Details are your friend (really)

I generally consider myself pretty detail oriented. In fact, I know some of my friends/siblings would complain that sometimes I’m too focused on details – especially ones that don’t matter (well, at least to them). (And I’m sure some of you are thinking, but I find small errors on this site all the time. I do re-read, but don’t catch them all, as I can’t devote too much time here.) Because of this, I’m always so disappointed in myself when I do something dumb where, had I followed my normal personality/routine, it could have been easily prevented.

Like yesterday, when I sent off a version of a paper to my supervisor to have him check it over. Only to find afterwards, that I hadn’t included the bibliography. In my hurry to change the name of the file, I recompiled just once (I use Latex) and forgot to add in the bibliography again. Oops. Not only that, but I also feel kind of stupid when he finds errors like an extra ‘the’ or ‘has’ where ‘as’ should be. And I have read it over and done a check.

However, I suppose it’s as my friend said:

That is proof that more eyes are good for editing as we often get mired and miss things.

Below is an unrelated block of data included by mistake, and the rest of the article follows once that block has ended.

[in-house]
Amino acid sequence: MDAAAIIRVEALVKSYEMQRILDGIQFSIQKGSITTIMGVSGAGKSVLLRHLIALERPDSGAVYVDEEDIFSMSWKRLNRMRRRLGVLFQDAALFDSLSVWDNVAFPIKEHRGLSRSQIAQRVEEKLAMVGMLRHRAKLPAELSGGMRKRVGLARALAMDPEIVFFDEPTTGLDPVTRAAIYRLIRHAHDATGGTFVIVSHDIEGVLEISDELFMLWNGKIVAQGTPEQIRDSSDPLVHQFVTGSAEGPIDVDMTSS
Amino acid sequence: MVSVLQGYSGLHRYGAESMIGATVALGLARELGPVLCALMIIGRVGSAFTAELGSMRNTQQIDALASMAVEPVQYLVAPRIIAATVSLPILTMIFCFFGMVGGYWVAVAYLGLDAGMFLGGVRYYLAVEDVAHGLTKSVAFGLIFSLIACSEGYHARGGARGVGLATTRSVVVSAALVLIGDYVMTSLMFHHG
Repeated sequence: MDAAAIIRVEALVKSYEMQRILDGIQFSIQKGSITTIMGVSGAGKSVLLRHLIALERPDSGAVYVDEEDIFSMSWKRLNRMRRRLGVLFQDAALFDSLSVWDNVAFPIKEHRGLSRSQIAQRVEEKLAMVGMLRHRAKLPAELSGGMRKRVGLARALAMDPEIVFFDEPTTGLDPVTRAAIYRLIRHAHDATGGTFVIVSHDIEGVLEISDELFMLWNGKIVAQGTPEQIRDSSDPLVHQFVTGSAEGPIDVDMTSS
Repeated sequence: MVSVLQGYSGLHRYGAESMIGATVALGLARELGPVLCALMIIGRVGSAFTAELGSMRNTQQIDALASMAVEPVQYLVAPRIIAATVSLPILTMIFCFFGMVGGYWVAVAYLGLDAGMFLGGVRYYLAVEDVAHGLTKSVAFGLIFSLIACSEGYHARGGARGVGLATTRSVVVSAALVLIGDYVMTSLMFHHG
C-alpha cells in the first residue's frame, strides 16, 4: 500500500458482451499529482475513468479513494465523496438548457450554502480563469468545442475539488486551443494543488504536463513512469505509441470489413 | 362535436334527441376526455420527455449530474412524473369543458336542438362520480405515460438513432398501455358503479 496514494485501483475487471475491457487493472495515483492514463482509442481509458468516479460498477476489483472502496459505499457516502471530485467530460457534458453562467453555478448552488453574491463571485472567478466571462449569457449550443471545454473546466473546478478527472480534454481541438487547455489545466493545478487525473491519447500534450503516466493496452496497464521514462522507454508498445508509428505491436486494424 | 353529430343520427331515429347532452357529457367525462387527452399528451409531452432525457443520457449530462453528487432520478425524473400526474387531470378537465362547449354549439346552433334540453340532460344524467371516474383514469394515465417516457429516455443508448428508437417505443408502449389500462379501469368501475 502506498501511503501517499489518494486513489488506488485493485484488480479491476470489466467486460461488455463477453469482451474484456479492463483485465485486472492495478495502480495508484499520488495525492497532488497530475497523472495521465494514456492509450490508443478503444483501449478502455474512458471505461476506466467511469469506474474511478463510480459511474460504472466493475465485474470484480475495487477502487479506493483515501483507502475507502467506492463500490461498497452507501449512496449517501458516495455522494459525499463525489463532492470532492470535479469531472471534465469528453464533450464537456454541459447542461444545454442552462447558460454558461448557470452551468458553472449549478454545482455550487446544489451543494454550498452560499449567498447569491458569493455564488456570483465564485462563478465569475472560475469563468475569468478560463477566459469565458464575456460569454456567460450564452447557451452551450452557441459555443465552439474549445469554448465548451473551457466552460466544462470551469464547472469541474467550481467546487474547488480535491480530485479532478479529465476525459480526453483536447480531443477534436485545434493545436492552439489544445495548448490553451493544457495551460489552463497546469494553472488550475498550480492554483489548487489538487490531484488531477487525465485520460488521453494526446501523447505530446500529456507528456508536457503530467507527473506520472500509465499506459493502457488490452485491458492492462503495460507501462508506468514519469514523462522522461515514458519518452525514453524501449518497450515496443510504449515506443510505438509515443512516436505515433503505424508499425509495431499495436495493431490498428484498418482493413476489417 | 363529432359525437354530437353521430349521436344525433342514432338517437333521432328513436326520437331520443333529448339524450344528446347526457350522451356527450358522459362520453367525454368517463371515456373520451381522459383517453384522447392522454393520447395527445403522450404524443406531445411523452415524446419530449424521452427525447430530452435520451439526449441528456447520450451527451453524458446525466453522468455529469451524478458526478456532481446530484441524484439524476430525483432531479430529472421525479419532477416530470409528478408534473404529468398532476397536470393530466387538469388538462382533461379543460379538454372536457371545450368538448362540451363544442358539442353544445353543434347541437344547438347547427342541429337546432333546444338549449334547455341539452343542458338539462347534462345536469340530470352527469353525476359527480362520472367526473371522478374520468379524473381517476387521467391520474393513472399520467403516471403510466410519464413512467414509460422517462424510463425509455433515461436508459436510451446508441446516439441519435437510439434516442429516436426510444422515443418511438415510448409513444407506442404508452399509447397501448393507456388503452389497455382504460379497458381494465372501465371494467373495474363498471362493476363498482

On the plus side, between some edits by my supervisor and another couple of passes myself, the paper is even better than it was originally (and still within the required page limit). And it’s been submitted – so at least that version is out of my hands. However, it’s also a short version of a longer paper I need to work on, so it still needs work…

But, these instances always remind me that it’s important to take care and focus on what you’re doing. That hurrying up and just getting it done is a recipe for errors and mistakes (and stupid ones).

I find this rings true for most everything in life. It’s invariable that if I’m trying to be as fast as possible while grocery shopping I miss important items (like milk). Or if I don’t bother to actually check out a climbing route before starting then I find myself holding on desperately searching for my next hold. And, the most common and frustrating programming errors are generally caused by this – forgetting closing brackets and semi-colons, ugh.

It’s also worth thinking about these things, because, if you’re like me, you invariably end up pointing out when others mess up. And, if you do that, you’ve to realize that people are going to do that to you, too, if you aren’t careful.

So, like the old adage says:

Measure twice, cut once.

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